Registration No. 2,206,768 for a design mark including the words MILITARY ORDER PURPLE HEART OF THE USA filed July 2, 1997, registered December 1, 1998, claiming first use May 1, 1939 in connection with ornamental pins, medals, tie tacks, precious metal money clips; medallions; bolo ties with precious metal tips; clocks; watches;

Registration No. 3,735,894 for a design mark including the words MILITARY ORDER PURPLE HEART OF THE USA filed November 20, 2008, registered January 12, 2010, claiming first use July 14, 2008 in connection with brief bags, caps and T-shirts; and

Registration No. 3,738,805 for a design mark including the words MILITARY ORDER PURPLE HEART OF THE USA filed November 20, 2008, registered January 19, 2010, claiming first use June 6, 2008 in connection with duffle bags and brief bags, and claiming use August 11, 2008 in connection with clothing;

Second Complainant owns the following U.S. Trademark Registrations:

Registration No. 2,208,425 for a design mark including the words MILITARY ORDER OF THE PURPLE HEART SERVICE FOUNDATION, filed July 7, 1997, registered December 8, 1998, claiming first use August 26, 1958 in connection with association services, namely, promoting the interests of combat-wounded veterans, their dependents and survivors; and

Registration No. 4,015,788 for the mark PURPLE HEART filed January 28, 2011, registered August 23, 2011, claiming first use 1991 in connection with charitable fundraising.

Respondent Robert Capps has confirmed in a February 22, 2010 letter to the Center that he is the owner of <purpleheart.com> and of <namefinder.com>, which the Registrar has identified as the registrant of the domain name. Respondent is an Internet broker who owns hundreds of domain names offered for sale at namefinder.com, including the domain name.

The domain name was registered on January 18, 1998 with Network Solutions. The registration was later transferred to the current registrar, Fabulous.com, using that registrar’s WhoIs Privacy Service.

5. Parties’ Contentions

A. Complainants

Complainants contend that they have exclusive trademark rights in the term PURPLE HEART, including common law rights dating back to at least 1957, as well as the registered rights referenced above, that Respondent’s domain name incorporates Complainants’ PURPLE HEART mark, that Complainants gave no permission to Respondent to use the mark, that Respondent has no rights or legitimate interests in respect of the domain name, and that Respondent registered and used the domain name in bad faith, including by collecting revenue by accepting donations purportedly for military veterans organizations.

Complainants submitted various documentary exhibits as Annexes to the Complaint.

B. Respondent

Respondent submitted a Response denying the allegations of the Complaint and contending, among other things, that “Respondent, Robert Capps, registered the domain name and created the web site for his brother, David Capps, who was awarded the Purple Heart for heroism in the line of duty in 1968. [...] The web page at http://www.purpleheart.com provides information about the Purple Heart service medal and individual recipients, including David Capps, the brother of Respondent, as well as links to other web sites and comments from visitors.” Respondent contends that “he has been using [the domain name] for more than ten years and is publicizing his brother’s award of the purple heart medal.”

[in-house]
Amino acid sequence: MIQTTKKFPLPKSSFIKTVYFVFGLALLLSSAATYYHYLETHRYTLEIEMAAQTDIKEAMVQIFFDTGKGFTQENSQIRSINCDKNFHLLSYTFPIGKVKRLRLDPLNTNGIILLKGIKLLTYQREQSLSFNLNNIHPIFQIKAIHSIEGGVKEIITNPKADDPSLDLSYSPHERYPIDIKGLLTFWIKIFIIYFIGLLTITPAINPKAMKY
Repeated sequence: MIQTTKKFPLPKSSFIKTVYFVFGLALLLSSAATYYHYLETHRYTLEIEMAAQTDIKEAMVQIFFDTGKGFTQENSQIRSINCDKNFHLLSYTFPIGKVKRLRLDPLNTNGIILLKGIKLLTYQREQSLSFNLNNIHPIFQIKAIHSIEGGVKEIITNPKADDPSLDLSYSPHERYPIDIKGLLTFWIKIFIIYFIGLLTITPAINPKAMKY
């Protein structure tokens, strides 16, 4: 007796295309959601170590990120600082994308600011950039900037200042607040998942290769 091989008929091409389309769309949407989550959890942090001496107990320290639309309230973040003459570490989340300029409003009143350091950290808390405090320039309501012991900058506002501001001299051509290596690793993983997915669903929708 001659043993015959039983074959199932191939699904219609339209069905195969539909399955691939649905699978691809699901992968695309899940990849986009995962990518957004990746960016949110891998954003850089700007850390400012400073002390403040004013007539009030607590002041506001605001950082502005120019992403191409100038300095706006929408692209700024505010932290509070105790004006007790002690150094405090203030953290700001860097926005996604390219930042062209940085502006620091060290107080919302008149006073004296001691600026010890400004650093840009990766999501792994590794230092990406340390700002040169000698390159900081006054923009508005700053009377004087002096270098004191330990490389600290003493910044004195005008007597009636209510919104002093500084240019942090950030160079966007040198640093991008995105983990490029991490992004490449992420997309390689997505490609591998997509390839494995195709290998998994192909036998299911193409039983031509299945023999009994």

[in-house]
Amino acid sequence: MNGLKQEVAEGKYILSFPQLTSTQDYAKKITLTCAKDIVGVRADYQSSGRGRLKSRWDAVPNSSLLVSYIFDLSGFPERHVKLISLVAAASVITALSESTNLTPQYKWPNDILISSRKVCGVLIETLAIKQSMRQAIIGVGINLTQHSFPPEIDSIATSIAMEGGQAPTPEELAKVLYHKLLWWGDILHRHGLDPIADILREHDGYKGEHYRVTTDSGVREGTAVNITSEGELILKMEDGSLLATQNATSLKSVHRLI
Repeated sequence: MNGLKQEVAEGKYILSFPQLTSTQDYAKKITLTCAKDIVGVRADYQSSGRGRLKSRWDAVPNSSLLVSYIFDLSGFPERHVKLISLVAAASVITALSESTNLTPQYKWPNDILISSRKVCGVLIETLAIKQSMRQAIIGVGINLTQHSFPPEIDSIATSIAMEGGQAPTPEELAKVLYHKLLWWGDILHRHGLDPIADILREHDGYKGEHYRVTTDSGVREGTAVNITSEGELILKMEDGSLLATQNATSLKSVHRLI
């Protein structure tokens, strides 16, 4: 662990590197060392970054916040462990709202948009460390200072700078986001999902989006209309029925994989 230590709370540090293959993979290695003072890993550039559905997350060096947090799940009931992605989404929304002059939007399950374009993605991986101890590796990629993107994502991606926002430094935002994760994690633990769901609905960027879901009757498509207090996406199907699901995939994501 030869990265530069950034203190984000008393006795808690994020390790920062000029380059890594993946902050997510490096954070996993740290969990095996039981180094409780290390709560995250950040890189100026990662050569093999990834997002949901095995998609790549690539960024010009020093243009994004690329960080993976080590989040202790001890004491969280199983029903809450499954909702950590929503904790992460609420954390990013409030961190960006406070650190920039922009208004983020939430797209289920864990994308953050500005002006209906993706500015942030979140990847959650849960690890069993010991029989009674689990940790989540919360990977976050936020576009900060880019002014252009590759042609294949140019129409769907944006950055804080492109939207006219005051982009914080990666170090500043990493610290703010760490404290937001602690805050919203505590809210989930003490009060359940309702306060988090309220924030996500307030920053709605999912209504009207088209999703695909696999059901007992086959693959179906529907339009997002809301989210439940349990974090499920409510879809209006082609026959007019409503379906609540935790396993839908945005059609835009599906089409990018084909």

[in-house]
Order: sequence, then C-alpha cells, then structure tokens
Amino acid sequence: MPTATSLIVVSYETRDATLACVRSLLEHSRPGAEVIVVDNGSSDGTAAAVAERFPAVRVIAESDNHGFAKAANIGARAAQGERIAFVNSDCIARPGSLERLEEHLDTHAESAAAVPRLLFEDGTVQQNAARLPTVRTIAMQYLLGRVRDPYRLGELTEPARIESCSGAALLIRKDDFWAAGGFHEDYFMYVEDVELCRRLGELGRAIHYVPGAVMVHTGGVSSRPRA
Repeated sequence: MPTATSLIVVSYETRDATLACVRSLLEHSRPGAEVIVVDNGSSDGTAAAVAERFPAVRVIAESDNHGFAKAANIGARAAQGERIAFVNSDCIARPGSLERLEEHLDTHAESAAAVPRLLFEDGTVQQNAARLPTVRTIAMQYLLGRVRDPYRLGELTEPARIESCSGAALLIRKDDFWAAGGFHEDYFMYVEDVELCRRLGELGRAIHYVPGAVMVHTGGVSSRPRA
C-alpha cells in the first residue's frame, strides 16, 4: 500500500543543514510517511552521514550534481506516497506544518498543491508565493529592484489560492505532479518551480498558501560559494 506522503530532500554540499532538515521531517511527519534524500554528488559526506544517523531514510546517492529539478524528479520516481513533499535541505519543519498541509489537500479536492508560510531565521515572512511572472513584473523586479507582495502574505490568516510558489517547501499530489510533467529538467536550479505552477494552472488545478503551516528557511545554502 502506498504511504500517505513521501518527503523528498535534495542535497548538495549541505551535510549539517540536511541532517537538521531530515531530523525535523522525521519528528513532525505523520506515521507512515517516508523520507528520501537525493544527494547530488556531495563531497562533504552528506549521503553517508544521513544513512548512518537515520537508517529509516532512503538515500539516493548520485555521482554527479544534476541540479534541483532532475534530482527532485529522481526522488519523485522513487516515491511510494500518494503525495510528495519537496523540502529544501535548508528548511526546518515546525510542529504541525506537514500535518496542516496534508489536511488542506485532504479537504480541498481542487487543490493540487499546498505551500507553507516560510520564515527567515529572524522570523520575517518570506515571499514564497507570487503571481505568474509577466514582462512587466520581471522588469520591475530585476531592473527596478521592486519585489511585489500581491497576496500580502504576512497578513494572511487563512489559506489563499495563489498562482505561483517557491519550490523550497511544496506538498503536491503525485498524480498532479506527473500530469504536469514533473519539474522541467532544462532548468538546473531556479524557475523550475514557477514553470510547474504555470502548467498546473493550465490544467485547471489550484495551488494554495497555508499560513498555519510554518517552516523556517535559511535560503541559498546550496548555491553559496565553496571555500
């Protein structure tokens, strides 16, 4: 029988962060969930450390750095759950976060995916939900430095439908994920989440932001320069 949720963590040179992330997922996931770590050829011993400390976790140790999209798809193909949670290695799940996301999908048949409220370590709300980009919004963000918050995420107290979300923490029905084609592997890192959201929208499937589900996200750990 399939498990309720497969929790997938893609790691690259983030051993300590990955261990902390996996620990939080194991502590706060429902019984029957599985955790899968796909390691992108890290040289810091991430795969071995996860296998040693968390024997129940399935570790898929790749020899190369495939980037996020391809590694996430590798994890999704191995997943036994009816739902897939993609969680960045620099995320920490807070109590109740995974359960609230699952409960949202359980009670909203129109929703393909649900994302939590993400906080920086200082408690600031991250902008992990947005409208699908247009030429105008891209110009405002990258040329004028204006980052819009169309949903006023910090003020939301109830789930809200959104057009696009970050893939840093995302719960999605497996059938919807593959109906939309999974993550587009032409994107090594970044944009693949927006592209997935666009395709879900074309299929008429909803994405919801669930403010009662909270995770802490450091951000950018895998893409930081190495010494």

Respondent did not submit any documentary evidence with the Response.

6. Discussion and Findings

A. Identical or Confusingly Similar

Complainants have submitted sufficient evidence to establish that, at the time of the Complaint, they owned trademark rights in two PURPLE HEART trademark registrations. Complainants also have alleged joint common law unregistered rights to a PURPLE HEART mark dating back to 1957, but the Panel need not determine whether these unregistered rights had been established before the January 18, 1998 registration of Respondent’s domain name, as the December 1998 Purple Heart trademark registrations submitted by Complainants are sufficient to establish their standing to bring this Complaint, despite the fact that the registrations were issued after Respondent’s January 18, 1998 registration of the <purpleheart.com> domain name. For the same reason, the Panel also need not consider for purposes of this first factor the applicability of Complainants’ various other trademark registrations that contain the term PURPLE HEART along with other textual and/or design elements.

Under the Policy, “Registration of a domain name before a complainant acquires trademark rights in a name does not prevent a finding of identity or confusing similarity under the UDRP. The UDRP makes no specific reference to the date on which the holder of the trademark or service mark acquired rights. However, in such circumstances it may be difficult to prove that the domain name was registered in bad faith under the third element of the UDRP.” WIPO Overview of WIPO Panel Views on Selected UDRP Questions, Second Edition (“WIPO Overview 2.0”), paragraph 1.4. See Document Technologies, Inc. v. International Electronic Communications Inc., WIPO Case No. D2000-0270; Digital Vision, Ltd. v. Advanced Chemill Systems, WIPO Case No. D2001-0827; Iogen Corporation v. IOGEN, WIPO Case No. D2003-0544 (no need to decide issue re: alleged unregistered rights, as trademark registrations submitted were sufficient to determine standing, though they did not predate the registration of the domain name). But see John Ode d/b/a ODE and ODE – Optimum Digital Enterprises v. Intership Limited, WIPO Case No. D2001-0074; Wildfire, Inc. v. Namebase, WIPO Case No. D2007-1611.